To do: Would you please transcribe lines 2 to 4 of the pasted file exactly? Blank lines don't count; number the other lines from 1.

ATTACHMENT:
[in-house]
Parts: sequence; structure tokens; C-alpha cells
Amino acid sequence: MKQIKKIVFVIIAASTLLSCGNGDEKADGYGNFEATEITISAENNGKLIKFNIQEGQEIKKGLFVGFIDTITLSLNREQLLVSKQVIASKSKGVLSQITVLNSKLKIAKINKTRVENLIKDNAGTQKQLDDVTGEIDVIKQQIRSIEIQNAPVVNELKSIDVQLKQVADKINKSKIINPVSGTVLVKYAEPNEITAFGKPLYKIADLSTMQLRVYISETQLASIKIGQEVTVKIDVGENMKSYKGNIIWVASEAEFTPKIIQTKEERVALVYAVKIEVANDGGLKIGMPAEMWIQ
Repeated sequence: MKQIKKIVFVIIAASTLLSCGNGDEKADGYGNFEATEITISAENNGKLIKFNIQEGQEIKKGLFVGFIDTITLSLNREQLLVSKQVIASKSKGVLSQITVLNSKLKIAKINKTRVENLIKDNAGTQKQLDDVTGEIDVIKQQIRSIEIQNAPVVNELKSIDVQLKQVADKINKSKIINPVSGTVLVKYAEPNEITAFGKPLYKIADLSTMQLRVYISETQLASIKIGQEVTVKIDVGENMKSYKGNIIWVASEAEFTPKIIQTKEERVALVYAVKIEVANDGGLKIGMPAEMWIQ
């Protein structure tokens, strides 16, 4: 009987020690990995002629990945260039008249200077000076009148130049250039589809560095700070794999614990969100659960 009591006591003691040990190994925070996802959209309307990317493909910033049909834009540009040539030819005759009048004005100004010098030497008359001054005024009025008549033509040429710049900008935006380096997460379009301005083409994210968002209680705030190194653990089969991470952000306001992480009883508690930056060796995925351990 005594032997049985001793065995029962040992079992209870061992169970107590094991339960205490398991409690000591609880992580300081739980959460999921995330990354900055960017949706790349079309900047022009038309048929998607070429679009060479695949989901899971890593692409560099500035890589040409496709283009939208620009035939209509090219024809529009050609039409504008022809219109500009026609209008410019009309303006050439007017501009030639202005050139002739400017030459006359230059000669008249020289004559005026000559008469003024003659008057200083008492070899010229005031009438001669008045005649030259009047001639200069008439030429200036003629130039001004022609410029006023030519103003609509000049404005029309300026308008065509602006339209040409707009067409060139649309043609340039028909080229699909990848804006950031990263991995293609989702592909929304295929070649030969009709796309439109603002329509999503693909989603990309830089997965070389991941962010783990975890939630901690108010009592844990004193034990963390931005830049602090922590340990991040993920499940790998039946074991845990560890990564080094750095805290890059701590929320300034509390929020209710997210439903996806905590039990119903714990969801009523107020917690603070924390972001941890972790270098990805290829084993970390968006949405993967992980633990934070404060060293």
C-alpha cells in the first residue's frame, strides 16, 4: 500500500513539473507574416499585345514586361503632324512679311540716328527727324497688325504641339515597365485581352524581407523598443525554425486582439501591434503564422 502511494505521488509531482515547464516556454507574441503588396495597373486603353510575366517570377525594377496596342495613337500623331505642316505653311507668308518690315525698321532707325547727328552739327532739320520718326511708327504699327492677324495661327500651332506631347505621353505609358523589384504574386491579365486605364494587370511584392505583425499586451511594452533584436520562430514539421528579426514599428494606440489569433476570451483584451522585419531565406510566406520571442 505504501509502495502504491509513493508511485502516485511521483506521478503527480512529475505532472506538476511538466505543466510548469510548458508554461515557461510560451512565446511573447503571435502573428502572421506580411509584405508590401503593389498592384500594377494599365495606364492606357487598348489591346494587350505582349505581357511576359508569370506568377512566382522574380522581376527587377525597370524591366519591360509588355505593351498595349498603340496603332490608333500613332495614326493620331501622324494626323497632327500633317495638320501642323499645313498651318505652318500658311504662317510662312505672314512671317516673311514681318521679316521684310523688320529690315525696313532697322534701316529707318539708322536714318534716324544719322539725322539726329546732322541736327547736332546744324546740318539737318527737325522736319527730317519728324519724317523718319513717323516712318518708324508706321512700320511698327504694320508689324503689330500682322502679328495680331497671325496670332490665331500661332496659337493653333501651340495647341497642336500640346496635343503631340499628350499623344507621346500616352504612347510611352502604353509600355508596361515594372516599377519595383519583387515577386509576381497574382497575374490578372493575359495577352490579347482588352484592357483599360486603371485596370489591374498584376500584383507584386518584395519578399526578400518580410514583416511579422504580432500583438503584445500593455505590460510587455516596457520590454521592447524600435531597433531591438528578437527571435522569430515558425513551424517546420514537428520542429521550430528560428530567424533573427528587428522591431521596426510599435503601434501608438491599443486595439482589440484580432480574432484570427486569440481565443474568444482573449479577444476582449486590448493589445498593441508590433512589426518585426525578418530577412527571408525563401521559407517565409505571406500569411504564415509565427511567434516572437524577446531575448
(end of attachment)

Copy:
Parts: sequence; structure tokens; C-alpha cells
Amino acid sequence: MKQIKKIVFVIIAASTLLSCGNGDEKADGYGNFEATEITISAENNGKLIKFNIQEGQEIKKGLFVGFIDTITLSLNREQLLVSKQVIASKSKGVLSQITVLNSKLKIAKINKTRVENLIKDNAGTQKQLDDVTGEIDVIKQQIRSIEIQNAPVVNELKSIDVQLKQVADKINKSKIINPVSGTVLVKYAEPNEITAFGKPLYKIADLSTMQLRVYISETQLASIKIGQEVTVKIDVGENMKSYKGNIIWVASEAEFTPKIIQTKEERVALVYAVKIEVANDGGLKIGMPAEMWIQ
Repeated sequence: MKQIKKIVFVIIAASTLLSCGNGDEKADGYGNFEATEITISAENNGKLIKFNIQEGQEIKKGLFVGFIDTITLSLNREQLLVSKQVIASKSKGVLSQITVLNSKLKIAKINKTRVENLIKDNAGTQKQLDDVTGEIDVIKQQIRSIEIQNAPVVNELKSIDVQLKQVADKINKSKIINPVSGTVLVKYAEPNEITAFGKPLYKIADLSTMQLRVYISETQLASIKIGQEVTVKIDVGENMKSYKGNIIWVASEAEFTPKIIQTKEERVALVYAVKIEVANDGGLKIGMPAEMWIQ